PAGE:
Blind Melon at SLO Brew

SLO Brew
736 Higuera St, San Luis Obispo, CA
September 5, 2018
 | Ages: 18+
$23.00

Event Information

Live at SLO Brew: Blind Melon 

September 5th, 2018 | Doors 8 PM | Ages 18+

Tickets available at slobrew.com and Boo Boo Records

About Blind Melon: In recent years, the tale of Blind Melon has taken a dramatic turn – from an abrupt and tragic end, to a rebirth and reconnection with their legions of dedicated fans. No matter how you slice it, the group was responsible for some of the most memorable and pure- sounding rock music of the ‘90s, and with their reformation in 2007 with singer Travis Warren, Blind Melon have picked up with their fans, exactly where they left off. Blind Melon originally formed in 1990 in Los Angeles, California, when five transplants from other states crossed paths – singer Shannon Hoon (from Indiana), guitarist Christopher Thorn (from Pennsylvania), and guitarist Rogers Stevens, bassist Brad Smith, and drummer Glen Graham (all from Mississippi). . The group’s now-classic self-titled debut followed in 1992. The album saw the group fit in perfectly with the then-burgeoning alt rock/grunge movement, due to their stripped-down, rootsy sound, as evidenced by such standouts as “Tones of Home” and “Change.” But it was the song “No Rain” that became a smash on radio and MTV a year later, and Blind Melon became one of rock’s feel-good ‘overnight success stories.’ As the album scaled the charts, plum opening gigs piled up over the next year – Guns N’ Roses, Neil Young, Lenny Kravitz, and the Rolling Stones, as well as an unforgettable appearance at Woodstock ’94.  Barely over two months after the album’s release, Hoon died while on tour from a drug overdose, at the age of 28. The four surviving members regrouped and issued an outtakes collection, 1996’s ‘Nico’ (named after Hoon’s then- baby daughter, and spawning such further Melon classics as “Soup” and “Soul One”), as well as the Grammy nominated home video, ‘Letters from a Porcupine.’ An attempt to find a replacement for Hoon was abandoned, and in 1999, the group officially went their separate ways.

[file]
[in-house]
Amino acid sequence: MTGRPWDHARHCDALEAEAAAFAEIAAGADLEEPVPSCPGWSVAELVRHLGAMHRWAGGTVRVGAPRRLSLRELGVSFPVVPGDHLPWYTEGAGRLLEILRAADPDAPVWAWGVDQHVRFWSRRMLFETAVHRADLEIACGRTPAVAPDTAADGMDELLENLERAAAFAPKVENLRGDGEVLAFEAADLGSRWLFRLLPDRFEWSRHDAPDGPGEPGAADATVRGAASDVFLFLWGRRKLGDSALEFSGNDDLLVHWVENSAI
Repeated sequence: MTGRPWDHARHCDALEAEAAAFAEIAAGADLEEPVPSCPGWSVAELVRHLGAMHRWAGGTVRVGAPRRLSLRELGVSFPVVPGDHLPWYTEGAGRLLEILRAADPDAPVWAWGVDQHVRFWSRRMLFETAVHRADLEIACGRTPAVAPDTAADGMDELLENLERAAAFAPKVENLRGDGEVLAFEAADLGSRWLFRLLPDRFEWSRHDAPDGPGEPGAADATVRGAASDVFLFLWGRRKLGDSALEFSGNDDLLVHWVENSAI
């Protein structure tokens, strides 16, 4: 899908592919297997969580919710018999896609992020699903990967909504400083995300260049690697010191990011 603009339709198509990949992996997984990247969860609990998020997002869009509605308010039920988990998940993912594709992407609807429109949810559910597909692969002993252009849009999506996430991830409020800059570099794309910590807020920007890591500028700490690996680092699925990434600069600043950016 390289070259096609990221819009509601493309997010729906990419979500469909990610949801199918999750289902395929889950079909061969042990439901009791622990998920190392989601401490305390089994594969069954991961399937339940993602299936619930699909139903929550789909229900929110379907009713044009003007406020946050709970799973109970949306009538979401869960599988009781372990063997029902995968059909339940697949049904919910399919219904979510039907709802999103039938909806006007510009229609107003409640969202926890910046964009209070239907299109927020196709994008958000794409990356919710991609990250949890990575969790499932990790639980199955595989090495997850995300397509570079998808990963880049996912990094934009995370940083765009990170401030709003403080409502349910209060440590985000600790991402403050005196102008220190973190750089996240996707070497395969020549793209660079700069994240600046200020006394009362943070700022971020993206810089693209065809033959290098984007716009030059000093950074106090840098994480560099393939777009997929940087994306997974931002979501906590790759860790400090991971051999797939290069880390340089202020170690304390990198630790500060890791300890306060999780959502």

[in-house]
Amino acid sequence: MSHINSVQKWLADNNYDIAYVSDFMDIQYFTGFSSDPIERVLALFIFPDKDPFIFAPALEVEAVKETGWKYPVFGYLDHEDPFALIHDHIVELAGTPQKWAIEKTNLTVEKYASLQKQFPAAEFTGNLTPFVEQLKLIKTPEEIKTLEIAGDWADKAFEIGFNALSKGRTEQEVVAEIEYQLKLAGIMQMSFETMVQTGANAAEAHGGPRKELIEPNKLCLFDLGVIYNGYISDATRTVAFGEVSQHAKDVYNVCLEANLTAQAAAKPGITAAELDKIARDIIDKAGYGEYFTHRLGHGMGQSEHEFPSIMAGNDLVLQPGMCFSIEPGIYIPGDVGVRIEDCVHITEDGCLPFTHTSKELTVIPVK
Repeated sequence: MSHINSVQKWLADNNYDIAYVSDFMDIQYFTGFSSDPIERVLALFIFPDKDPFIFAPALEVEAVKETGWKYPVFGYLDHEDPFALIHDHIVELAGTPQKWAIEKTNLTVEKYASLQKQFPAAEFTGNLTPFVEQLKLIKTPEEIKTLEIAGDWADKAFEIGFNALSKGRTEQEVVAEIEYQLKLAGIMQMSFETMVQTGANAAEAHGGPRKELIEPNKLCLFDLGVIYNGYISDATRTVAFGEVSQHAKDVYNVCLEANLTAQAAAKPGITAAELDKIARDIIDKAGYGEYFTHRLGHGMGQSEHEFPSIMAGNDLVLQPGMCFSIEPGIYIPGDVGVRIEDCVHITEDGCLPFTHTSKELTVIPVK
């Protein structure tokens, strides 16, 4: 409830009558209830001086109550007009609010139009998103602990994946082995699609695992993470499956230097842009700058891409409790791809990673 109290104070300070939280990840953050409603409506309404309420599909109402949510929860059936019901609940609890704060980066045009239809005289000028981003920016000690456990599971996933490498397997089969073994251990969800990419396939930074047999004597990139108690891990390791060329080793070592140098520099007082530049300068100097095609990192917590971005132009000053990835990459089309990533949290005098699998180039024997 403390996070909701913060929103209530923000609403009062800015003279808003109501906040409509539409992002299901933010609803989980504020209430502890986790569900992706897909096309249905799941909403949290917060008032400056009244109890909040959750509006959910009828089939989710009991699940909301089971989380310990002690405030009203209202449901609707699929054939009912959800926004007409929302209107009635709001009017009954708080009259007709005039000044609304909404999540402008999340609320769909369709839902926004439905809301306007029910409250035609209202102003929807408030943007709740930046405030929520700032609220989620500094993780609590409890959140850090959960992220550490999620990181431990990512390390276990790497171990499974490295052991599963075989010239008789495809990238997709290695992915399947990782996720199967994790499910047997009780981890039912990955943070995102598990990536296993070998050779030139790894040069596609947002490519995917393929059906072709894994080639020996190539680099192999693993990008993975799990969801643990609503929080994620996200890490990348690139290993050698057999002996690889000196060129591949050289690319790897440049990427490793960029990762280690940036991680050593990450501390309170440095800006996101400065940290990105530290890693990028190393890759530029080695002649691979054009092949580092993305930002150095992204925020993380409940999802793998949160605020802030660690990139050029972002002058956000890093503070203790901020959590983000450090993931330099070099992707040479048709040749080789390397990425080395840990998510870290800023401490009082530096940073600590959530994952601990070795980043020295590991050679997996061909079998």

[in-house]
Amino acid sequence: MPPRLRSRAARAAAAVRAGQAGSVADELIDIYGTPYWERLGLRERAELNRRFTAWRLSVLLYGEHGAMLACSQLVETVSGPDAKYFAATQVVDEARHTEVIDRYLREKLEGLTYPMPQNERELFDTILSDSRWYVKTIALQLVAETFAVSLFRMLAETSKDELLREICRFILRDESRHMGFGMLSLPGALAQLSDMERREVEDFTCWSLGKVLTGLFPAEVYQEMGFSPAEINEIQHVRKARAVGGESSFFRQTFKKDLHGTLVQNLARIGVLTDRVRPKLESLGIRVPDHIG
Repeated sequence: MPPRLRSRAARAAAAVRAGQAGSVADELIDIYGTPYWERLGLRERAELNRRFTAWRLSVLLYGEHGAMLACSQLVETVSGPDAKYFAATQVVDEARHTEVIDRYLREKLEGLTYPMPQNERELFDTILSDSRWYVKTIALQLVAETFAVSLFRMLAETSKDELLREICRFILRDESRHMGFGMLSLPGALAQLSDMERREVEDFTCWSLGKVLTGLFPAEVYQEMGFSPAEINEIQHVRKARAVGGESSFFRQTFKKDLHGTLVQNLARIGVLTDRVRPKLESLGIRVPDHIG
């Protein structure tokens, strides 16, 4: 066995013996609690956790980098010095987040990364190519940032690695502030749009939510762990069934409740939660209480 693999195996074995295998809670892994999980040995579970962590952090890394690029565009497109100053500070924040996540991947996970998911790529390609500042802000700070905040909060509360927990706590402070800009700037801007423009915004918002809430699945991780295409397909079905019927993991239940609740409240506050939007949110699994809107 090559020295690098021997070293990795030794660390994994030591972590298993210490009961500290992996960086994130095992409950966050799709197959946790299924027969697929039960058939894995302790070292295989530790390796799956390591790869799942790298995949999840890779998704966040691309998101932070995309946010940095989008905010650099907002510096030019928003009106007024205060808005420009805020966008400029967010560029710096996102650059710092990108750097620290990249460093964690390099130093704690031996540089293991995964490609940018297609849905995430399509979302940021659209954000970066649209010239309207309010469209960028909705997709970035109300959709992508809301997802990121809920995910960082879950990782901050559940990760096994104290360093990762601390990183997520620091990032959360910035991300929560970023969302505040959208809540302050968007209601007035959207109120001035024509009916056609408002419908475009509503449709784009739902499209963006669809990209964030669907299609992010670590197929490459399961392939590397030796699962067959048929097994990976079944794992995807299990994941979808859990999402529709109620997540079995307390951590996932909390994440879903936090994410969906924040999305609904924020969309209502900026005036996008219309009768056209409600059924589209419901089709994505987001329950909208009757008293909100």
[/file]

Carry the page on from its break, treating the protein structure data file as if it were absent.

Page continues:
During these intervening years, interest in Blind Melon continued to grow further, due to the emergence of the jam band scene – which many feel the group helped create .Add to it an ever-growing Blind Melon online community of fans, and it was clear that there was still an unmistakable demand for the band. It was precisely around this time that Smith and Thorn were asked to produce a few tracks for Texas- based singer/songwriter, Warren – who also happened to be a die-hard Blind Melon fan. Working with Warren on his demo, Smith jokingly said to Thorn that Warren “could sing Blind Melon songs in his sleep.” Soon after, it had become apparent that they had finally located Blind Melon’s new singer. With Stevens and Graham reclaiming their spots as well, Blind Melon was back in business.

Blind Melon has again returned to the stage playing cities all over the globe including North America, South America, Europe, Asia and more. The band continues to play a handful of special shows each year, such as their show at SLO Brew, looking forward to what the future will bring.